I didn't test this circuit in practice but simulations looked really promising.


Hi Charles,
Sims may be promising, but real world has got something else.
Crest discontinued their LT series which were using same scheme as your's and launched CD series containing series schottky+fred solution. ;)

One more possible solution is to use fast IGBT from IXYS C2DI series, i have used them without a problem, they also contain a 30nS fred integerated with it.
 
It's almost imposible to give accurate advice on this topic if you have never put together a few SMPS and class D prototypes with different topologies and you have never played with them and an oscilloscope for some time... ;)

There are some details about real circuit behaviour that may seem counter-intuitive at first. I encourage everybody to build prototypes. For example, it's not that hard to produce reliable circuits with nearly no dead time. MOSFET turn-on and turn-off in real circuits exhibits some kind of smart bahaviour :D

At 200 volts or below and with the proper choice of MOSFET model and amount, layout, driver circuit, etc.., it's not that hard to achieve ridiculously small switching losses. Above 200 volts these tricks are also valid but become a bit expensive and bulky. Fortunately, coils and hyperfast diodes are of great help when it comes to switch 400V on body diodes with very little losses. I'm sorry but I can't give more details.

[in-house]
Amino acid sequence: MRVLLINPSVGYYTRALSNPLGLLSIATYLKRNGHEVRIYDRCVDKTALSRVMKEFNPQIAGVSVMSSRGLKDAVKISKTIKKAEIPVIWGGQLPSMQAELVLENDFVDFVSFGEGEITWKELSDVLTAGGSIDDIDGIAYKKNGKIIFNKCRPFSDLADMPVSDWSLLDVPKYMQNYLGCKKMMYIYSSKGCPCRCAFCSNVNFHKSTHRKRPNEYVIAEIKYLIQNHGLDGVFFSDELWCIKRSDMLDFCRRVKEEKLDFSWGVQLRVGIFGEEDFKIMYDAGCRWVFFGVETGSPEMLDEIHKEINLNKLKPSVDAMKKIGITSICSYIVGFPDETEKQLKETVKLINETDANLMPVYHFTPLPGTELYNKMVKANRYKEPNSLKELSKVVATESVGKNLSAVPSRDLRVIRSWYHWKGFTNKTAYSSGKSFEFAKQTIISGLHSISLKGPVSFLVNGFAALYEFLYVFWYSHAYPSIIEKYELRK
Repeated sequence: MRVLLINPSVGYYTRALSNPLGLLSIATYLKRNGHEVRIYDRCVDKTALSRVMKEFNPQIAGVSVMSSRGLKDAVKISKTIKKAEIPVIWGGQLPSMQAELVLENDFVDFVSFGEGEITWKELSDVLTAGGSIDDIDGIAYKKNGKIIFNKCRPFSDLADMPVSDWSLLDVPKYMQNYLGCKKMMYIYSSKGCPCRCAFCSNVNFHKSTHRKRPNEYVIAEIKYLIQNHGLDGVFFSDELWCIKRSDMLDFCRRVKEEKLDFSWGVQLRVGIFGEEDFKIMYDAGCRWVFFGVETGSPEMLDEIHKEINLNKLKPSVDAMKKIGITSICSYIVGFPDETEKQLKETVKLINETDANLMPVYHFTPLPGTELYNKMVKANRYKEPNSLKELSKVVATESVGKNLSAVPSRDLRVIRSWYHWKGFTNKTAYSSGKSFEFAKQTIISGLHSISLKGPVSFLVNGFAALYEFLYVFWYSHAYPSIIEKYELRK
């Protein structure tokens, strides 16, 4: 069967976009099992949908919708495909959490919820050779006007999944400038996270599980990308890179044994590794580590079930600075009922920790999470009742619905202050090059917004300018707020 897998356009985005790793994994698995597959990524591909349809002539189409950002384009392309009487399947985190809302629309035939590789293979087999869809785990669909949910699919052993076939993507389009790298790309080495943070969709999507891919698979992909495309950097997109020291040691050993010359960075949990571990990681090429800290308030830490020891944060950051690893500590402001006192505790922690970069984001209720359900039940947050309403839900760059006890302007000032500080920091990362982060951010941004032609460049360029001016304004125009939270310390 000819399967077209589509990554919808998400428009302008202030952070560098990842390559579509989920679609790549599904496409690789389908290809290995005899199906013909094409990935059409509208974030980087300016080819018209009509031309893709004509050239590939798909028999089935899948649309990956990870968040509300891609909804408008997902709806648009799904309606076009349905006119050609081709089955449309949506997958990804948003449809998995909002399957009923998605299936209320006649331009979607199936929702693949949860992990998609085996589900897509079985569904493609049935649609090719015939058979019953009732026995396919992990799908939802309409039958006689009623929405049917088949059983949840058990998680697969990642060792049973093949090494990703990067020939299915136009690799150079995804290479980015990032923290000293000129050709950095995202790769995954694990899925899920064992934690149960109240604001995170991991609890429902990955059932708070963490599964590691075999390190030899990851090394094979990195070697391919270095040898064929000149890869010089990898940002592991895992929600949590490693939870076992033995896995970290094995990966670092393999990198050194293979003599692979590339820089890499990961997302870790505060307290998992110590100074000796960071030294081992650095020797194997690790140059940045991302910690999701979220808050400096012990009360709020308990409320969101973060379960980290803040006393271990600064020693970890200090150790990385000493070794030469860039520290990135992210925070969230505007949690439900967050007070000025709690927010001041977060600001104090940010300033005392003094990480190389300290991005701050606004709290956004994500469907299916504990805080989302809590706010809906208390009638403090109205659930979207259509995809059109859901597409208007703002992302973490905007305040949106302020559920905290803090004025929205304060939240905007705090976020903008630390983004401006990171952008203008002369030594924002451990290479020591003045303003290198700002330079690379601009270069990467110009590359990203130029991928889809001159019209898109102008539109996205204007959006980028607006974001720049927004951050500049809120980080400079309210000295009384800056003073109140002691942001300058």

iand

Member
2007-02-05 10:58 pm
London
Eva said:
It's almost imposible to give accurate advice on this topic if you have never put together a few SMPS and class D prototypes with different topologies and you have never played with them and an oscilloscope for some time... ;)

There are some details about real circuit behaviour that may seem counter-intuitive at first. I encourage everybody to build prototypes. For example, it's not that hard to produce reliable circuits with nearly no dead time. MOSFET turn-on and turn-off in real circuits exhibits some kind of smart bahaviour :D

At 200 volts or below and with the proper choice of MOSFET model and amount, layout, driver circuit, etc.., it's not that hard to achieve ridiculously small switching losses. Above 200 volts these tricks are also valid but become a bit expensive and bulky. Fortunately, coils and hyperfast diodes are of great help when it comes to switch 400V on body diodes with very little losses. I'm sorry but I can't give more details.

Eva, my curiosity is piqued here -- once they've turned on, the only way I can see to losslessly remove charge from slow body diodes is to pull current the other way though an inductor (otherwise power loss is massive) by turning the opposing MOSFET on early i.e. deliberate overlap. Then when you turn the switching MOSFET off the current is flowing forwards not through the reverse diode, so no reverse recovery loss.